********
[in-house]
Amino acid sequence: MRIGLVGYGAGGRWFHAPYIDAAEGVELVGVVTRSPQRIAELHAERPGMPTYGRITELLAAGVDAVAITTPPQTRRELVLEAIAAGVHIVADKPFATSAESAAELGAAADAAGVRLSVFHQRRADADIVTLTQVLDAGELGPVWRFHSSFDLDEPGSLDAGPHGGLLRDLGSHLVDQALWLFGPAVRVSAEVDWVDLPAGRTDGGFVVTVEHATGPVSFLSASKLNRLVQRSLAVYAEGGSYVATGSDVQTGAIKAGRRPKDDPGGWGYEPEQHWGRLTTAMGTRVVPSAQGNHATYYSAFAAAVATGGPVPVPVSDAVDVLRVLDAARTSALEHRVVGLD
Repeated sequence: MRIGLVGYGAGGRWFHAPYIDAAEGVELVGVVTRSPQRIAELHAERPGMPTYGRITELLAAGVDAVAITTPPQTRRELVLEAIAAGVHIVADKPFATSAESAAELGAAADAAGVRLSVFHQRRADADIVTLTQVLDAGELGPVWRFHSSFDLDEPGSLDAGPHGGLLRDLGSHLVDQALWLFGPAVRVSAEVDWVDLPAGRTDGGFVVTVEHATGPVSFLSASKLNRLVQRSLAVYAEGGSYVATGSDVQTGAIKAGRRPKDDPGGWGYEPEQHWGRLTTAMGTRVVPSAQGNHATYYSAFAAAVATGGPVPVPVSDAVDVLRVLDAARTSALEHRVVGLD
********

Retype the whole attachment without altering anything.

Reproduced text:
[in-house]
Amino acid sequence: MRIGLVGYGAGGRWFHAPYIDAAEGVELVGVVTRSPQRIAELHAERPGMPTYGRITELLAAGVDAVAITTPPQTRRELVLEAIAAGVHIVADKPFATSAESAAELGAAADAAGVRLSVFHQRRADADIVTLTQVLDAGELGPVWRFHSSFDLDEPGSLDAGPHGGLLRDLGSHLVDQALWLFGPAVRVSAEVDWVDLPAGRTDGGFVVTVEHATGPVSFLSASKLNRLVQRSLAVYAEGGSYVATGSDVQTGAIKAGRRPKDDPGGWGYEPEQHWGRLTTAMGTRVVPSAQGNHATYYSAFAAAVATGGPVPVPVSDAVDVLRVLDAARTSALEHRVVGLD
Repeated sequence: MRIGLVGYGAGGRWFHAPYIDAAEGVELVGVVTRSPQRIAELHAERPGMPTYGRITELLAAGVDAVAITTPPQTRRELVLEAIAAGVHIVADKPFATSAESAAELGAAADAAGVRLSVFHQRRADADIVTLTQVLDAGELGPVWRFHSSFDLDEPGSLDAGPHGGLLRDLGSHLVDQALWLFGPAVRVSAEVDWVDLPAGRTDGGFVVTVEHATGPVSFLSASKLNRLVQRSLAVYAEGGSYVATGSDVQTGAIKAGRRPKDDPGGWGYEPEQHWGRLTTAMGTRVVPSAQGNHATYYSAFAAAVATGGPVPVPVSDAVDVLRVLDAARTSALEHRVVGLD